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IV

The soft, complaining flute,

In dying notes, discovers

The woes of hopeless lovers;
Whose dirge is whispered by the warbling lute.

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V

Sharp violins proclaim
Their jealous pangs, and desperation,
Fury, frantic indignation,
Depth of pains, and height of passion,

For the fair, disdainful dame.

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VI

But, oh! what art can teach,

What human voice can reach,
The sacred organ's praise ?

Notes inspiring holy love,
Notes that wing their heavenly ways

To mend the choirs above.

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VII

Orpheus could lead the savage race;
And trees unrooted left their place,

Sequacious of the lyre:
But bright Cecilia raised the wonder higher;

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When to her organ vocal breath was given, An angel heard, and straight appeared,

Mistaking earth for heaven.

GRAND CHORUS

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As from the power of sacred lays

The spheres began to move,
And sung the great Creator's praise

To all the blessed above;
So when the last and dreadful hour
This crumbling pageant shall devour,
The trumpet shall be heard on high,
The dead shall live, the living die,
And Music shall untune the sky.

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ALEXANDER'S FEAST

OR, THE POWER OF MUSIC

I

'Twas at a royal feast, for Persia won

By Philip's warlike son:

Aloft, in awful state,

The godlike hero sate
On his imperial throne.
His valiant peers were placed around;
Their brows with roses and with myrtles bound:

(So should desert in arms be crowned.)

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The lovely Thais, by his side,
Sate like a blooming eastern bride,
In flower of youth and beauty's pride.

Happy, happy, happy pair !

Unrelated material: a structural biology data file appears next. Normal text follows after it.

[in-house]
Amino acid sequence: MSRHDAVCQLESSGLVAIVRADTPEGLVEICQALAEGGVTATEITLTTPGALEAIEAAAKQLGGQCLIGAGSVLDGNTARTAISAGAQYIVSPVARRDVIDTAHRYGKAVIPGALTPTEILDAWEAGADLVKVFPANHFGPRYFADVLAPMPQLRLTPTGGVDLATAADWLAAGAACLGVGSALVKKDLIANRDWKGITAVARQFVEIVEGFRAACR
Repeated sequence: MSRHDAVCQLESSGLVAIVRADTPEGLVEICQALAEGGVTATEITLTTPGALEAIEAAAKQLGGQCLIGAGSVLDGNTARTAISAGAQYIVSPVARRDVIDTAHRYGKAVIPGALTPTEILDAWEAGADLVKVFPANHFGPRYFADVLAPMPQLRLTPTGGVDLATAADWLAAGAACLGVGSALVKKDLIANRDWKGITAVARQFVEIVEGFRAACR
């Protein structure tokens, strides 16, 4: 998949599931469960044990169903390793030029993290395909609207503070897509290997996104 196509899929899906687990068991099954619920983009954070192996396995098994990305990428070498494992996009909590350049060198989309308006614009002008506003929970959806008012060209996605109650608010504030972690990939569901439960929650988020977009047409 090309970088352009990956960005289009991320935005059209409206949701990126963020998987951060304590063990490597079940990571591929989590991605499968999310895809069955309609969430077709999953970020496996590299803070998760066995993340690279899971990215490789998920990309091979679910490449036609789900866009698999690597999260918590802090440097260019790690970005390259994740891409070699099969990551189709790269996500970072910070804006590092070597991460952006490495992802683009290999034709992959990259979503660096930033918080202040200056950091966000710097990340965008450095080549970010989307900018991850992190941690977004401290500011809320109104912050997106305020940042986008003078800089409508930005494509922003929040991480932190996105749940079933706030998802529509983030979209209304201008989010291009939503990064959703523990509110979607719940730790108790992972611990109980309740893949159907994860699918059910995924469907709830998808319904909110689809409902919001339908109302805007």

None but the brave,
None but the brave,
None but the brave deserves the fair.

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CHORUS

Happy, happy, happy pair !
None but the brave,
None but the brave,
None but the brave deserves the fair.

II

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Timotheus, placed on high

Amid the tuneful choir,

With flying fingers touched the lyre:
The trembling notes ascend the sky,

And heavenly joys inspire.
The song began from Jove,
Who left his blissful seats above,
(Such is the power of mighty love.)
A dragon's fiery form belied the god;
Sublime on radiant spires he rode,

When he to fair Olympia pressed,
And while he sought her snowy breast;

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Then, round her slender waist he curled,
And stamped an image of himself, a sovereign of the

world.
The listening crowd admire the lofty sound,
A present deity! they shout around;
A present deity! the vaulted roofs rebound.

With ravished ears,
The monarch hears;
Assumes the god,

Affects to nod,
And seems to shake the spheres

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CHORUS

With ravished ears
The monarch hears;
Assumes the god,

Affects to nod,
And seems to shake the spheres.

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III

The praise of Bacchus, then, the sweet musician sung;
Of Bacchus ever fair, and ever young.

The jolly god in triumph comes;
Sound the trumpets, beat the drums;

Flushed with a purple grace

He shows his honest face:
Now, give the hautboys breath; he comes, he comes.

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Soothed with the sound, the king grew vain:

Fought all his battles o'er again;
And thrice he routed all his foes, and thrice he slew the

slain.
The master saw the madness rise,
His glowing cheeks, his ardent eyes;
And, while he heaven and earth defied,
Changed his hand, and checked his pride.

He chose a mournful muse,

Soft pity to infuse,
He sung Darius great and good

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